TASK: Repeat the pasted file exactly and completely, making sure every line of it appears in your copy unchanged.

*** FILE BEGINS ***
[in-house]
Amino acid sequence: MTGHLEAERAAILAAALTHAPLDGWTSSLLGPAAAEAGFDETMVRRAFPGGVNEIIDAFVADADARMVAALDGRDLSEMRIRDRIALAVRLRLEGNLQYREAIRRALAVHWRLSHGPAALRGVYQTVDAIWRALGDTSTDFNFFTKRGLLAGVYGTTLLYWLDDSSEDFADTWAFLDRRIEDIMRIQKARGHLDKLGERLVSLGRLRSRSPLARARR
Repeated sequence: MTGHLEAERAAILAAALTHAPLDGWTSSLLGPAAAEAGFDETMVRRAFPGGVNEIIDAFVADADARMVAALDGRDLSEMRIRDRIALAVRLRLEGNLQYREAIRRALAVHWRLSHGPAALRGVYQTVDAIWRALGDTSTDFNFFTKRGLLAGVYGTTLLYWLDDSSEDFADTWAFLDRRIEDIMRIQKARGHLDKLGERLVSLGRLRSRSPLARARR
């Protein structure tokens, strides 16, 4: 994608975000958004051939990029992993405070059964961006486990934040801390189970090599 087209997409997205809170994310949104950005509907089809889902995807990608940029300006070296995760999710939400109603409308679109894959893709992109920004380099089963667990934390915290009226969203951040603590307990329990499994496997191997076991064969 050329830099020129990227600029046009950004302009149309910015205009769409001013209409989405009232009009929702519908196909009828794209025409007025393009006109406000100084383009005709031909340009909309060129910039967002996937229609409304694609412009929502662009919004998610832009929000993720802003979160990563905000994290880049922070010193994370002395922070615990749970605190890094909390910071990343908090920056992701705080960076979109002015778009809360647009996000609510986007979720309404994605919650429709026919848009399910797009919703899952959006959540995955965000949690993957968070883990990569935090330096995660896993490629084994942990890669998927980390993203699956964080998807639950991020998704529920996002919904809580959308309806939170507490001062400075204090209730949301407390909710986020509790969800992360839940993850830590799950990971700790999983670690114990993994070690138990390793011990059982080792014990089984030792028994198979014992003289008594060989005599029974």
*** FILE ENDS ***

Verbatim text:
[in-house]
Amino acid sequence: MTGHLEAERAAILAAALTHAPLDGWTSSLLGPAAAEAGFDETMVRRAFPGGVNEIIDAFVADADARMVAALDGRDLSEMRIRDRIALAVRLRLEGNLQYREAIRRALAVHWRLSHGPAALRGVYQTVDAIWRALGDTSTDFNFFTKRGLLAGVYGTTLLYWLDDSSEDFADTWAFLDRRIEDIMRIQKARGHLDKLGERLVSLGRLRSRSPLARARR
Repeated sequence: MTGHLEAERAAILAAALTHAPLDGWTSSLLGPAAAEAGFDETMVRRAFPGGVNEIIDAFVADADARMVAALDGRDLSEMRIRDRIALAVRLRLEGNLQYREAIRRALAVHWRLSHGPAALRGVYQTVDAIWRALGDTSTDFNFFTKRGLLAGVYGTTLLYWLDDSSEDFADTWAFLDRRIEDIMRIQKARGHLDKLGERLVSLGRLRSRSPLARARR
């Protein structure tokens, strides 16, 4: 994608975000958004051939990029992993405070059964961006486990934040801390189970090599 087209997409997205809170994310949104950005509907089809889902995807990608940029300006070296995760999710939400109603409308679109894959893709992109920004380099089963667990934390915290009226969203951040603590307990329990499994496997191997076991064969 050329830099020129990227600029046009950004302009149309910015205009769409001013209409989405009232009009929702519908196909009828794209025409007025393009006109406000100084383009005709031909340009909309060129910039967002996937229609409304694609412009929502662009919004998610832009929000993720802003979160990563905000994290880049922070010193994370002395922070615990749970605190890094909390910071990343908090920056992701705080960076979109002015778009809360647009996000609510986007979720309404994605919650429709026919848009399910797009919703899952959006959540995955965000949690993957968070883990990569935090330096995660896993490629084994942990890669998927980390993203699956964080998807639950991020998704529920996002919904809580959308309806939170507490001062400075204090209730949301407390909710986020509790969800992360839940993850830590799950990971700790999983670690114990993994070690138990390793011990059982080792014990089984030792028994198979014992003289008594060989005599029974």